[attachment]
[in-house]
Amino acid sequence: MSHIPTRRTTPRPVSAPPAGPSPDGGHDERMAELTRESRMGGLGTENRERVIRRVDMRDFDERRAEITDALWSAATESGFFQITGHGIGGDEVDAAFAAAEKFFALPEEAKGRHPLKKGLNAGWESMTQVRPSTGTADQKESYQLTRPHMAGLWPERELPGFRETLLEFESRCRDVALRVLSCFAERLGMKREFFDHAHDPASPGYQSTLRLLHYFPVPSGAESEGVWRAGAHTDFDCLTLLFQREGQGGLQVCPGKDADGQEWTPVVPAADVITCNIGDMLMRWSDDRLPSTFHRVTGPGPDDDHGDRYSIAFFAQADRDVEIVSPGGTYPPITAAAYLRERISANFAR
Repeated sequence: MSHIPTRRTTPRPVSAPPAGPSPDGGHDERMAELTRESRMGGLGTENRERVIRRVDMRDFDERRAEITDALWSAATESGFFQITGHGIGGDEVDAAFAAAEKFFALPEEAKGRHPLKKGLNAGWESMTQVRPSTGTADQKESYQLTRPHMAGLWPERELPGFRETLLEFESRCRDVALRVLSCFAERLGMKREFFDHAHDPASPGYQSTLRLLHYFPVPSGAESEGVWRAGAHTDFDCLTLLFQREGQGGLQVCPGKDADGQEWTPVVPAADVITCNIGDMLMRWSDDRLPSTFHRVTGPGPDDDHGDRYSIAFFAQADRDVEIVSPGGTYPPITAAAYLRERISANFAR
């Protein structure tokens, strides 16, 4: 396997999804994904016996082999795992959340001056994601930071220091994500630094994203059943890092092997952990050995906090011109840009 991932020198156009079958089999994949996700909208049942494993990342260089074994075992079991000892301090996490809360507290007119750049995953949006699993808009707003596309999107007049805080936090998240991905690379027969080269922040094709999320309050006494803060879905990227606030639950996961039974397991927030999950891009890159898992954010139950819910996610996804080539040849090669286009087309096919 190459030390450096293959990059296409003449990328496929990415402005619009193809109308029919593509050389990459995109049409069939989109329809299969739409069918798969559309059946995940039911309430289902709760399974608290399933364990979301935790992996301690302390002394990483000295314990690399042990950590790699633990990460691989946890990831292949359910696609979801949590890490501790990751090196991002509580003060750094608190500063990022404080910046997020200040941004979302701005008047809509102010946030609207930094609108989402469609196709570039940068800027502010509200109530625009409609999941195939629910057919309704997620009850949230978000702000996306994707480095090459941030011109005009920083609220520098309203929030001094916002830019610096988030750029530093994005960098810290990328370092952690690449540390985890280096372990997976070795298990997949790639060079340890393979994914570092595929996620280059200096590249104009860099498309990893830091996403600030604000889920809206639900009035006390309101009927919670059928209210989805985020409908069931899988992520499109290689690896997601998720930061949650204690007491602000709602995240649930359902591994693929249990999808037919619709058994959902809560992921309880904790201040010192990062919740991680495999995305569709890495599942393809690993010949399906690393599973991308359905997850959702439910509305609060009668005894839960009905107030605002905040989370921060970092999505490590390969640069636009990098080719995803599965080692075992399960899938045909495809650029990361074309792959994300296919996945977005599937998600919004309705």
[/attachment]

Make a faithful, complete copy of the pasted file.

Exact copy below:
[in-house]
Amino acid sequence: MSHIPTRRTTPRPVSAPPAGPSPDGGHDERMAELTRESRMGGLGTENRERVIRRVDMRDFDERRAEITDALWSAATESGFFQITGHGIGGDEVDAAFAAAEKFFALPEEAKGRHPLKKGLNAGWESMTQVRPSTGTADQKESYQLTRPHMAGLWPERELPGFRETLLEFESRCRDVALRVLSCFAERLGMKREFFDHAHDPASPGYQSTLRLLHYFPVPSGAESEGVWRAGAHTDFDCLTLLFQREGQGGLQVCPGKDADGQEWTPVVPAADVITCNIGDMLMRWSDDRLPSTFHRVTGPGPDDDHGDRYSIAFFAQADRDVEIVSPGGTYPPITAAAYLRERISANFAR
Repeated sequence: MSHIPTRRTTPRPVSAPPAGPSPDGGHDERMAELTRESRMGGLGTENRERVIRRVDMRDFDERRAEITDALWSAATESGFFQITGHGIGGDEVDAAFAAAEKFFALPEEAKGRHPLKKGLNAGWESMTQVRPSTGTADQKESYQLTRPHMAGLWPERELPGFRETLLEFESRCRDVALRVLSCFAERLGMKREFFDHAHDPASPGYQSTLRLLHYFPVPSGAESEGVWRAGAHTDFDCLTLLFQREGQGGLQVCPGKDADGQEWTPVVPAADVITCNIGDMLMRWSDDRLPSTFHRVTGPGPDDDHGDRYSIAFFAQADRDVEIVSPGGTYPPITAAAYLRERISANFAR
């Protein structure tokens, strides 16, 4: 396997999804994904016996082999795992959340001056994601930071220091994500630094994203059943890092092997952990050995906090011109840009 991932020198156009079958089999994949996700909208049942494993990342260089074994075992079991000892301090996490809360507290007119750049995953949006699993808009707003596309999107007049805080936090998240991905690379027969080269922040094709999320309050006494803060879905990227606030639950996961039974397991927030999950891009890159898992954010139950819910996610996804080539040849090669286009087309096919 190459030390450096293959990059296409003449990328496929990415402005619009193809109308029919593509050389990459995109049409069939989109329809299969739409069918798969559309059946995940039911309430289902709760399974608290399933364990979301935790992996301690302390002394990483000295314990690399042990950590790699633990990460691989946890990831292949359910696609979801949590890490501790990751090196991002509580003060750094608190500063990022404080910046997020200040941004979302701005008047809509102010946030609207930094609108989402469609196709570039940068800027502010509200109530625009409609999941195939629910057919309704997620009850949230978000702000996306994707480095090459941030011109005009920083609220520098309203929030001094916002830019610096988030750029530093994005960098810290990328370092952690690449540390985890280096372990997976070795298990997949790639060079340890393979994914570092595929996620280059200096590249104009860099498309990893830091996403600030604000889920809206639900009035006390309101009927919670059928209210989805985020409908069931899988992520499109290689690896997601998720930061949650204690007491602000709602995240649930359902591994693929249990999808037919619709058994959902809560992921309880904790201040010192990062919740991680495999995305569709890495599942393809690993010949399906690393599973991308359905997850959702439910509305609060009668005894839960009905107030605002905040989370921060970092999505490590390969640069636009990098080719995803599965080692075992399960899938045909495809650029990361074309792959994300296919996945977005599937998600919004309705």